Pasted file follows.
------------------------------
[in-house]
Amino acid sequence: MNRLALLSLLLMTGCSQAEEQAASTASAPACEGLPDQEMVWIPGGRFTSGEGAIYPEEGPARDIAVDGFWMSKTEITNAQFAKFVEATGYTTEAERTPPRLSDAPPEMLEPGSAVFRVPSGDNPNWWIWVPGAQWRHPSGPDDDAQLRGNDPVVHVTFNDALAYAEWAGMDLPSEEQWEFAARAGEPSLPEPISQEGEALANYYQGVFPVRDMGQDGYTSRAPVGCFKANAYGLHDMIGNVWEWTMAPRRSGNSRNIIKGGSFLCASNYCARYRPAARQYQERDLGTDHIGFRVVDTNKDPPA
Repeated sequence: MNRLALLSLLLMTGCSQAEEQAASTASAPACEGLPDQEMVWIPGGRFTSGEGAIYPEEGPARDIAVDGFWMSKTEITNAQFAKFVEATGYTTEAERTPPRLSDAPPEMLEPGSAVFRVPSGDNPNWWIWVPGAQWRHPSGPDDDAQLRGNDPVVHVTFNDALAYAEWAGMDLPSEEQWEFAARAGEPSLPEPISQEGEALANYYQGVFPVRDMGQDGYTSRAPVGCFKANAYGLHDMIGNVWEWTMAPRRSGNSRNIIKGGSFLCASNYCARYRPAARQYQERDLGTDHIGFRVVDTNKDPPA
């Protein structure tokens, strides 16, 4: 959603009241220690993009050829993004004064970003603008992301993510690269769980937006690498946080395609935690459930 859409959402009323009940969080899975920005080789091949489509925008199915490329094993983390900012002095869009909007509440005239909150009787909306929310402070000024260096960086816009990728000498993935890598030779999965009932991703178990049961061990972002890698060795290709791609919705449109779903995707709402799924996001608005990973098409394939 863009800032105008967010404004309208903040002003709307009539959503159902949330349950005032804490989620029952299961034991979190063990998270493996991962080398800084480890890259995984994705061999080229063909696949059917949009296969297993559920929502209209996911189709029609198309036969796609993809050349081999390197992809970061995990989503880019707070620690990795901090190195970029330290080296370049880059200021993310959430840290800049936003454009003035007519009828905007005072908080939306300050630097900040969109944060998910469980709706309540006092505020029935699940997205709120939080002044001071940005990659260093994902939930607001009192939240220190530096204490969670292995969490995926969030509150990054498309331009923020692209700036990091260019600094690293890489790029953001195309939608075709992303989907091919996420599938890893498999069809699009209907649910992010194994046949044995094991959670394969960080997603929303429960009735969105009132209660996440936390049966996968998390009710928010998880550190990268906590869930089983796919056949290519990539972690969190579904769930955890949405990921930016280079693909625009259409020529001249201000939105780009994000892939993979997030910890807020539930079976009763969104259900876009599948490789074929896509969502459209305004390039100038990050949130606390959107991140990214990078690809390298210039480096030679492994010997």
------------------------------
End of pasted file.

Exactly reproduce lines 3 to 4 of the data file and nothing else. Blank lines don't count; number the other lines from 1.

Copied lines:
Repeated sequence: MNRLALLSLLLMTGCSQAEEQAASTASAPACEGLPDQEMVWIPGGRFTSGEGAIYPEEGPARDIAVDGFWMSKTEITNAQFAKFVEATGYTTEAERTPPRLSDAPPEMLEPGSAVFRVPSGDNPNWWIWVPGAQWRHPSGPDDDAQLRGNDPVVHVTFNDALAYAEWAGMDLPSEEQWEFAARAGEPSLPEPISQEGEALANYYQGVFPVRDMGQDGYTSRAPVGCFKANAYGLHDMIGNVWEWTMAPRRSGNSRNIIKGGSFLCASNYCARYRPAARQYQERDLGTDHIGFRVVDTNKDPPA
């Protein structure tokens, strides 16, 4: 959603009241220690993009050829993004004064970003603008992301993510690269769980937006690498946080395609935690459930 859409959402009323009940969080899975920005080789091949489509925008199915490329094993983390900012002095869009909007509440005239909150009787909306929310402070000024260096960086816009990728000498993935890598030779999965009932991703178990049961061990972002890698060795290709791609919705449109779903995707709402799924996001608005990973098409394939 863009800032105008967010404004309208903040002003709307009539959503159902949330349950005032804490989620029952299961034991979190063990998270493996991962080398800084480890890259995984994705061999080229063909696949059917949009296969297993559920929502209209996911189709029609198309036969796609993809050349081999390197992809970061995990989503880019707070620690990795901090190195970029330290080296370049880059200021993310959430840290800049936003454009003035007519009828905007005072908080939306300050630097900040969109944060998910469980709706309540006092505020029935699940997205709120939080002044001071940005990659260093994902939930607001009192939240220190530096204490969670292995969490995926969030509150990054498309331009923020692209700036990091260019600094690293890489790029953001195309939608075709992303989907091919996420599938890893498999069809699009209907649910992010194994046949044995094991959670394969960080997603929303429960009735969105009132209660996440936390049966996968998390009710928010998880550190990268906590869930089983796919056949290519990539972690969190579904769930955890949405990921930016280079693909625009259409020529001249201000939105780009994000892939993979997030910890807020539930079976009763969104259900876009599948490789074929896509969502459209305004390039100038990050949130606390959107991140990214990078690809390298210039480096030679492994010997």